Using quartz surfaces in the kitchen


We've been busy getting our house ready to put on the market this week as we're planning to move in the new year. One of the things I'm most looking forward to in our new home is having a bigger kitchen. We designed our current kitchen really effectively when we originally installed it but we've always been short on space. Given the size constraints it actually works pretty well for us, but I rarely share it on Design Hunter because it's quite difficult to photograph.

Although we've yet to find our new home I'm already thinking about what our next kitchen might look like. Often with kitchen design it's the surface materials that add real wow factor, so in partnership with COMPAC, today's post focuses on quartz. Here are some of the reasons why I'm considering it for our next kitchen.


1. It's hard wearing and durable

COMPAC's technological quartz is made up of 95% natural quartz so it has the appearance and feel of natural quartz. Pigments and resins are added to this to create an 'engineered stone' that is both decorative and highly resistant to scratches and abrasions, ensuring that the surface will stand the test of time.


2. Quartz creates a luxurious decorative effect

It has a clean contemporary look that's perfect for creating a modern, luxe minimal feel.


3. It's low maintenance

Quartz is similar in appearance to marble, but much less upkeep is required to keep it looking good.


4. Quartz is hygienic

It's almost completely non-porous so dirt and moisture can't penetrate it, meaning surfaces stay germ free and are easy to clean. Just give them a wipe regularly with a neutral PH detergent, rinse with water and dry off with a cloth. This will ensure that they retain their natural appearance and brightness for years.


5. It's stain resistant

Because they are non porous COMPAC quartz surfaces are also resistant to stains from fats, oils and acids contained in food, so you don't need to worry about spilling red wine, curry or other foodstuffs on your kitchen surfaces.


6. It's available in a wide range of different design options

COMPAC quartz surfaces come in a range of different colours, design finishes and thicknesses.


COMPAC quartz samples | Design Hunter

The kitchen is an area where surfaces need to be practical and hard wearing so quartz is particularly suited to kitchen use as it won't mark as easily as marble. Its use isn't limited just to the kitchen though - you can use it on floors, walls and other interior surfaces too.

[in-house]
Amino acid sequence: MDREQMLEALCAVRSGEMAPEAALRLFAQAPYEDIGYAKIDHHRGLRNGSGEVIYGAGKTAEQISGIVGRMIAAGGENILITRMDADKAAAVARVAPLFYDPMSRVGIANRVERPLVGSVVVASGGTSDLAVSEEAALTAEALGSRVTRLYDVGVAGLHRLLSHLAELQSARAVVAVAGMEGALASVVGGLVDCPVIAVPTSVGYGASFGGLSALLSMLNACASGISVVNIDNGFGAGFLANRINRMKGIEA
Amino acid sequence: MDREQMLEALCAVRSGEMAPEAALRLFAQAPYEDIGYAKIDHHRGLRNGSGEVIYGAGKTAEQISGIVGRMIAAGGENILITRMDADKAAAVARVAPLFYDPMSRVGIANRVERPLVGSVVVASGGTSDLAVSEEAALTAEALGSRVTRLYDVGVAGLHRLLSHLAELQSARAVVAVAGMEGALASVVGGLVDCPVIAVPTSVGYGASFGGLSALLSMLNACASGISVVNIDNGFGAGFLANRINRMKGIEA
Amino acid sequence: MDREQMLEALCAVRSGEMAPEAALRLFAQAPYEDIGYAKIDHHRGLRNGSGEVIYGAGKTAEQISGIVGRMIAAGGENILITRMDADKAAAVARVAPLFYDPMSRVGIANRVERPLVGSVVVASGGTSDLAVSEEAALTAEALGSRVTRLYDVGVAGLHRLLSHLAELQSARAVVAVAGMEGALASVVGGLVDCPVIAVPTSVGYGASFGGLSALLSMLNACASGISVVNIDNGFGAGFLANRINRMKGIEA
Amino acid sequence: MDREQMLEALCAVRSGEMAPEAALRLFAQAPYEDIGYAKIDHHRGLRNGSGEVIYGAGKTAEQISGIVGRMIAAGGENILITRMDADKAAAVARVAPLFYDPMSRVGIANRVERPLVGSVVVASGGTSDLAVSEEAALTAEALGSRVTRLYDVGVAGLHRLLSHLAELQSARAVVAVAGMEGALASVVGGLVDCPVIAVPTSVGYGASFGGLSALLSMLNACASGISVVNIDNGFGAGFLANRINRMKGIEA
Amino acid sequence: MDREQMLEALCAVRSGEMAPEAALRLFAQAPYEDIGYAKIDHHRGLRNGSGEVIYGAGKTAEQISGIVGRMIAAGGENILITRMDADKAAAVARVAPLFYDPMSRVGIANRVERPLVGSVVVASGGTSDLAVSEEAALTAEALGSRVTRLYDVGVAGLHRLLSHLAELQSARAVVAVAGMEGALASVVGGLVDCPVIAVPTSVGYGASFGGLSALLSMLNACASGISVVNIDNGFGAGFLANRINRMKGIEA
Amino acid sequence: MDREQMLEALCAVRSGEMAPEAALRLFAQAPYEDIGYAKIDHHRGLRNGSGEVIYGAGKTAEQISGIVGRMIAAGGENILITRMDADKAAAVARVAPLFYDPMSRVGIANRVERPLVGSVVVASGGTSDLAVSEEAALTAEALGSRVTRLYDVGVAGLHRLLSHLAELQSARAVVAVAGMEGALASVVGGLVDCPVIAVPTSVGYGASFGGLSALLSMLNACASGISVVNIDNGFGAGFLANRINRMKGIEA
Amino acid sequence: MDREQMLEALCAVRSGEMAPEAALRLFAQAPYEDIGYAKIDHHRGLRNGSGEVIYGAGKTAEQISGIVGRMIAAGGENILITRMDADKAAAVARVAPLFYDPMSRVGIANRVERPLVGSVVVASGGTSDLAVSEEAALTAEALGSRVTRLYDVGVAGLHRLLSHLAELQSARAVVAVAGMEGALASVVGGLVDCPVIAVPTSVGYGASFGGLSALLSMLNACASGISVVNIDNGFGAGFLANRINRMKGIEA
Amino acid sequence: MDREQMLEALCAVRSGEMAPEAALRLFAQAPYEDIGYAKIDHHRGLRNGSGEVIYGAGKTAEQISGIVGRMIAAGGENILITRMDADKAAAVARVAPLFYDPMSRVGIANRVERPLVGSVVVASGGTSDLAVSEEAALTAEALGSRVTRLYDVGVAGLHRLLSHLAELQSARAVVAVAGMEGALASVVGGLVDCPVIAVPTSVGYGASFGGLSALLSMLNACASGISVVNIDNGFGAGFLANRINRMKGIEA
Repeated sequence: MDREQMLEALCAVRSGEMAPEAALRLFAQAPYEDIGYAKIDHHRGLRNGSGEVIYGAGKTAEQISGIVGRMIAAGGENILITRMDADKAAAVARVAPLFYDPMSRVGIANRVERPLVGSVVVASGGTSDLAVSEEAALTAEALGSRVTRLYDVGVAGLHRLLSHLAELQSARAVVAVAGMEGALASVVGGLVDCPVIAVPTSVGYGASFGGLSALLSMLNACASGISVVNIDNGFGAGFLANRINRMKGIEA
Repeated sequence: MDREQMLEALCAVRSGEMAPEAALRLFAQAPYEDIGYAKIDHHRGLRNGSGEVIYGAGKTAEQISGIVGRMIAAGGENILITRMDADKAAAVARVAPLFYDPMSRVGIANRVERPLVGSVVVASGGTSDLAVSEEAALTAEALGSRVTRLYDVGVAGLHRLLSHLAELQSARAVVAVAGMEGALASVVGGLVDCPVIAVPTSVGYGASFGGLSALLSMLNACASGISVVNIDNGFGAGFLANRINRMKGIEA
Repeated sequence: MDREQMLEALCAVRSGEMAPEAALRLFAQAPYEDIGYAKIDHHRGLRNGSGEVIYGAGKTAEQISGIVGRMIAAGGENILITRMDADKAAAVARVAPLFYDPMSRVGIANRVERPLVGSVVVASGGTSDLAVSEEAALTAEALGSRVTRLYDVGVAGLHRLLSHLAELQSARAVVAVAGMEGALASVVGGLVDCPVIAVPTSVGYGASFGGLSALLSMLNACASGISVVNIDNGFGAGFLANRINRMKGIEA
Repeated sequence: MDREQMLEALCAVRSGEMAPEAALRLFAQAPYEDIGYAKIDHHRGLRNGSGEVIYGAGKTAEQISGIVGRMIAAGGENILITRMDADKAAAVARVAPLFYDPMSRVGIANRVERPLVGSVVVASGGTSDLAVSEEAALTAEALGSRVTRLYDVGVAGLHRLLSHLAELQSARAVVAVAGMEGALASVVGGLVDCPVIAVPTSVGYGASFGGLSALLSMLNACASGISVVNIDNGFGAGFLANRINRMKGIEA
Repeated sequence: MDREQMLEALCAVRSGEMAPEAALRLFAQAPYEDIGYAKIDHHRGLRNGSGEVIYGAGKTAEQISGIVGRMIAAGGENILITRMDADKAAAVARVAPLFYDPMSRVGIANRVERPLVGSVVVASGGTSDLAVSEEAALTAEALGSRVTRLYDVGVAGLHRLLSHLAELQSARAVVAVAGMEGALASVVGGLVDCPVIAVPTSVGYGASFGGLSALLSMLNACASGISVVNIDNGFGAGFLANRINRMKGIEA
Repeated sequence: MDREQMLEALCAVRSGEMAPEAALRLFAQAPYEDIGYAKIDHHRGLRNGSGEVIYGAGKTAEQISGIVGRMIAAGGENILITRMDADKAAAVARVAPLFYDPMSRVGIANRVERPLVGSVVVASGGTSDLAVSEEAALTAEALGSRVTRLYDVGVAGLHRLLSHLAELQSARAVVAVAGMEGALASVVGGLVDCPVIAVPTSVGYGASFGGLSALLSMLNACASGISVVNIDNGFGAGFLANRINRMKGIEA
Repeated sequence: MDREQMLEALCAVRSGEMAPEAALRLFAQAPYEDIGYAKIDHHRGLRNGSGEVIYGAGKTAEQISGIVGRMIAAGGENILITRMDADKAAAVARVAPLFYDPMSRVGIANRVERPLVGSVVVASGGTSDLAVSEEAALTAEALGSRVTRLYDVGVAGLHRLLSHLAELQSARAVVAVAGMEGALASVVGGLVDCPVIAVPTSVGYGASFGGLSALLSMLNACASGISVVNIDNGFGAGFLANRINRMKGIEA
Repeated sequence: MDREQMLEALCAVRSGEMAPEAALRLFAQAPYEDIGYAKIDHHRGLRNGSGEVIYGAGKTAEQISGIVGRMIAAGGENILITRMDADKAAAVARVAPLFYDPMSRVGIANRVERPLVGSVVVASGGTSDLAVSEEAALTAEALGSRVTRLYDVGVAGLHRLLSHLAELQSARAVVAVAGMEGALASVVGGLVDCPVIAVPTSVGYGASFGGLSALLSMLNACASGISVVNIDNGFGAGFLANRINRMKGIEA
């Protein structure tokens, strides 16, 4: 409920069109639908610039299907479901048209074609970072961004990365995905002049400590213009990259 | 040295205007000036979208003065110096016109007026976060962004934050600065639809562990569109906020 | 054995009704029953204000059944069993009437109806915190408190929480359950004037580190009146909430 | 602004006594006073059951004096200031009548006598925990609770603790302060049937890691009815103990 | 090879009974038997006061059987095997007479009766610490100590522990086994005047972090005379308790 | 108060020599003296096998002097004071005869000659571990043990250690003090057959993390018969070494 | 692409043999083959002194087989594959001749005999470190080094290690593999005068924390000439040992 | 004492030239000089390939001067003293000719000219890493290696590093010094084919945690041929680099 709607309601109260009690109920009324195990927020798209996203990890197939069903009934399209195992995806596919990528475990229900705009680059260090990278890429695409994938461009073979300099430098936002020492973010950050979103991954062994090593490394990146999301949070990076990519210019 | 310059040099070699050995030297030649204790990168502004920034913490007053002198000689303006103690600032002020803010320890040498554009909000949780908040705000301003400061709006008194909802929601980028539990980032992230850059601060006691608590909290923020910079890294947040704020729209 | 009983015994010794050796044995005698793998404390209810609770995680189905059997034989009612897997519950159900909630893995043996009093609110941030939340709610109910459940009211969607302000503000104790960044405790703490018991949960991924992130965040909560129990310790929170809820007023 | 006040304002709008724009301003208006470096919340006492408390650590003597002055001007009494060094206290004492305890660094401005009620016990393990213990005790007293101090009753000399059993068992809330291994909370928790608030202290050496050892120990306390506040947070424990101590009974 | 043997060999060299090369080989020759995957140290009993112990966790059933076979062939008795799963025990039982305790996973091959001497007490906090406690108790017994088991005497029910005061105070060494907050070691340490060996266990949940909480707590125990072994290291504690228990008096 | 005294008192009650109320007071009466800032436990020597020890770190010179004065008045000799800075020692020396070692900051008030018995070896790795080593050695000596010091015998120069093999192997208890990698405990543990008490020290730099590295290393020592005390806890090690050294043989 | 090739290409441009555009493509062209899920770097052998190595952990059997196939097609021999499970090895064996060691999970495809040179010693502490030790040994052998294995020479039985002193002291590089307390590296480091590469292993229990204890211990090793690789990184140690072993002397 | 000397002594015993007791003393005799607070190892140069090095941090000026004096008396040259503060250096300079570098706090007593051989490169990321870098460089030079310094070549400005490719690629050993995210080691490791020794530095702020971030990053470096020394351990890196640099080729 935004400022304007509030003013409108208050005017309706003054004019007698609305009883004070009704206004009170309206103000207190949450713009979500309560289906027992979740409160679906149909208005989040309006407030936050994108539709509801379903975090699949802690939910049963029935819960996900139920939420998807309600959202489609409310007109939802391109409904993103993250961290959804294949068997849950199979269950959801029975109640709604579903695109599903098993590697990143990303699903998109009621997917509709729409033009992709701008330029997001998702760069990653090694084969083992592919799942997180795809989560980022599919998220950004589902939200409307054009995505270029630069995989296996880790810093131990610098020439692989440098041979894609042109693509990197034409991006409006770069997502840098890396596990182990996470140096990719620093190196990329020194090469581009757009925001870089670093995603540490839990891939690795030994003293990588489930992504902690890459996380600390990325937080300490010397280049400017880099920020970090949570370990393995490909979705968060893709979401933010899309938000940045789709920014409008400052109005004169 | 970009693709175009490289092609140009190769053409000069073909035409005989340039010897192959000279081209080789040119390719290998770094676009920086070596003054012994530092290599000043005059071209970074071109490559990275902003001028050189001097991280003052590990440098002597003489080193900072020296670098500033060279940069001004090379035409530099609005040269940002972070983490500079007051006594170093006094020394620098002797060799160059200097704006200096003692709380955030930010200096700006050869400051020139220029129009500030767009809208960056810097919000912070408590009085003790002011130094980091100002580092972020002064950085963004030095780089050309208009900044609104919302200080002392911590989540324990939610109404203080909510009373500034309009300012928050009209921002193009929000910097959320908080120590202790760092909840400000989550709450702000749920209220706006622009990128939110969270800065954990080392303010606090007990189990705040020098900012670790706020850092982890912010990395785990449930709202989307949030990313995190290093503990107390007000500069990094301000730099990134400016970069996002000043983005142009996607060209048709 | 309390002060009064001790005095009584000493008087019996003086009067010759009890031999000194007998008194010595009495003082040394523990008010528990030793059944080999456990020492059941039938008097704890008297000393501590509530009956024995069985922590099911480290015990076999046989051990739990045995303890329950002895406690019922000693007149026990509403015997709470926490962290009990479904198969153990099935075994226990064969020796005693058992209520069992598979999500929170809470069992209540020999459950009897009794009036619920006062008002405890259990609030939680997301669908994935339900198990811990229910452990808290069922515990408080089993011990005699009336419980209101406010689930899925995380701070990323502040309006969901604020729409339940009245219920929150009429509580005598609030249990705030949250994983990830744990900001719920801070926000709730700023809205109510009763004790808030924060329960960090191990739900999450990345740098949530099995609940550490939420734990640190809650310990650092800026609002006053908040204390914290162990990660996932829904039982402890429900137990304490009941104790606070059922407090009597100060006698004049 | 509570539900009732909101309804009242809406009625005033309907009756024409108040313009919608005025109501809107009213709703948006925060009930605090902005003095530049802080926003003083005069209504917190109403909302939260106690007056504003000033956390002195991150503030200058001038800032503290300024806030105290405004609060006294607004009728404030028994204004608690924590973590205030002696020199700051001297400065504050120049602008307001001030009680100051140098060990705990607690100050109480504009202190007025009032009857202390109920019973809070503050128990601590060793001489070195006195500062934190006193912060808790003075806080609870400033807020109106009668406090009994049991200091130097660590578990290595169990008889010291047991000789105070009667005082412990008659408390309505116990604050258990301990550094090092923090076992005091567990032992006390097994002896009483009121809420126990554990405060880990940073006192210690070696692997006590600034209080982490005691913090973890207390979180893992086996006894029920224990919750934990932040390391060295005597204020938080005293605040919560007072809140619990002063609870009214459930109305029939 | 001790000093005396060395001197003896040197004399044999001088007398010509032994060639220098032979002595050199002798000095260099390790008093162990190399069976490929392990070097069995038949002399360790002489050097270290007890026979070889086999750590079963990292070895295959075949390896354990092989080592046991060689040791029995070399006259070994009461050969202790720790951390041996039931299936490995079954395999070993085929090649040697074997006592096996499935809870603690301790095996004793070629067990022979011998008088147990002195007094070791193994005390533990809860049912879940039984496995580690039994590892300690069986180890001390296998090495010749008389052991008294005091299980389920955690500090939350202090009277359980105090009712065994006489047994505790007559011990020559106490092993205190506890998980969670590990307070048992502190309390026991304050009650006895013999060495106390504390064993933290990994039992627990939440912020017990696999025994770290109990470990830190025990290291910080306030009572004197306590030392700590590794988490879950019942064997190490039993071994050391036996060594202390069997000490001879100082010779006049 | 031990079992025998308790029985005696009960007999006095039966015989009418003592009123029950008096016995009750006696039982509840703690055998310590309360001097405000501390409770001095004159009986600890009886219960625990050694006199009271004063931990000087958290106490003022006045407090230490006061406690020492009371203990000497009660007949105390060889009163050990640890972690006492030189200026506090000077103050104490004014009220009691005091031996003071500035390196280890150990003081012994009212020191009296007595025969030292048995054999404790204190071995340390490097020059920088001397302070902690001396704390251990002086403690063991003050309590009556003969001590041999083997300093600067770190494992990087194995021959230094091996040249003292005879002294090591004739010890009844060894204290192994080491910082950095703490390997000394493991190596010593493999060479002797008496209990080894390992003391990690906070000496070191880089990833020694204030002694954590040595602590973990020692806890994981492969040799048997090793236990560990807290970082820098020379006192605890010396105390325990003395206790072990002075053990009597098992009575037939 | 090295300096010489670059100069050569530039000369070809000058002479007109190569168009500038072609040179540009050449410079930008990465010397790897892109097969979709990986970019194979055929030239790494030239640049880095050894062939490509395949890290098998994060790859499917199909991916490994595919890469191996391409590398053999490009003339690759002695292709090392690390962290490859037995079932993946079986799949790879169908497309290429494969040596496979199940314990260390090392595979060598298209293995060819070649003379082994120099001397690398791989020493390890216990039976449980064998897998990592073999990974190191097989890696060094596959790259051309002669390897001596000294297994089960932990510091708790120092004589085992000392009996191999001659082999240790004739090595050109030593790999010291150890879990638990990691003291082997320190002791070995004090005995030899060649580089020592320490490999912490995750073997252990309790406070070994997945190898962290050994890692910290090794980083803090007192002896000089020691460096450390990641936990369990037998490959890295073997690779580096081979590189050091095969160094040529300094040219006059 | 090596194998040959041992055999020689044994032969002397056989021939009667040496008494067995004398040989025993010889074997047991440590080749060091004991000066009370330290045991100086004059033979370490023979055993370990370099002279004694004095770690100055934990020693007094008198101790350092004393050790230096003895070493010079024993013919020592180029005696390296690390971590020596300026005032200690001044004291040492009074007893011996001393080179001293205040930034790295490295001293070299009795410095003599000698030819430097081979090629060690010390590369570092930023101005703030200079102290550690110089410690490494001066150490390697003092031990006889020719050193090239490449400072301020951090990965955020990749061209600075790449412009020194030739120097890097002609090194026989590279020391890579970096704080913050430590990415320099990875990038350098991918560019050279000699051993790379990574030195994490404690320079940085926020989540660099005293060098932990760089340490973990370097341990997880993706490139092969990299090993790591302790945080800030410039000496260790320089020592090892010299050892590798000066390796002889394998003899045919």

Of course with any surface the real test is seeing it up close for yourself, touching and examining it and trying it out against other colours and materials, so I've already started modboarding for our next project with some samples from COMPAC's new UNIQUE collection.

COMPAC quartz samples | Design Hunter

There are five different designs in the collection.

Unique Marquina is a beautiful black quartz with sinuous white veins. I'm often drawn to lighter surfaces and hadn't really considered black worktops but this has made me completely rethink the idea. Elegant and sophisticated it looks wonderful next to pale wood and would create a real impact.

COMPAC quartz samples

Unique Argento (shown below 2nd from the bottom in the pile of four samples) is a pale grey with darker flecks and white veins. Lighter finishes include Unique Venatino, a soft white with subtle pale grey veins, Unique Arabescato (similar but with slightly browner veins) and Unique Calacatta which is the purest white in the collection.

The quality is superb with a really premium look and feel - COMPAC quartz is beautiful but it's also durable, so it will stand the test of time.

If I had to sum up my design philosophy in a few words it would be 'keep things simple, focus on important details like surface finish and choose the best materials you can afford'. And this is the mantra I'll be keeping in mind when it comes to making decisions about our new kitchen.

This is a sponsored post in collaboration with COMPAC.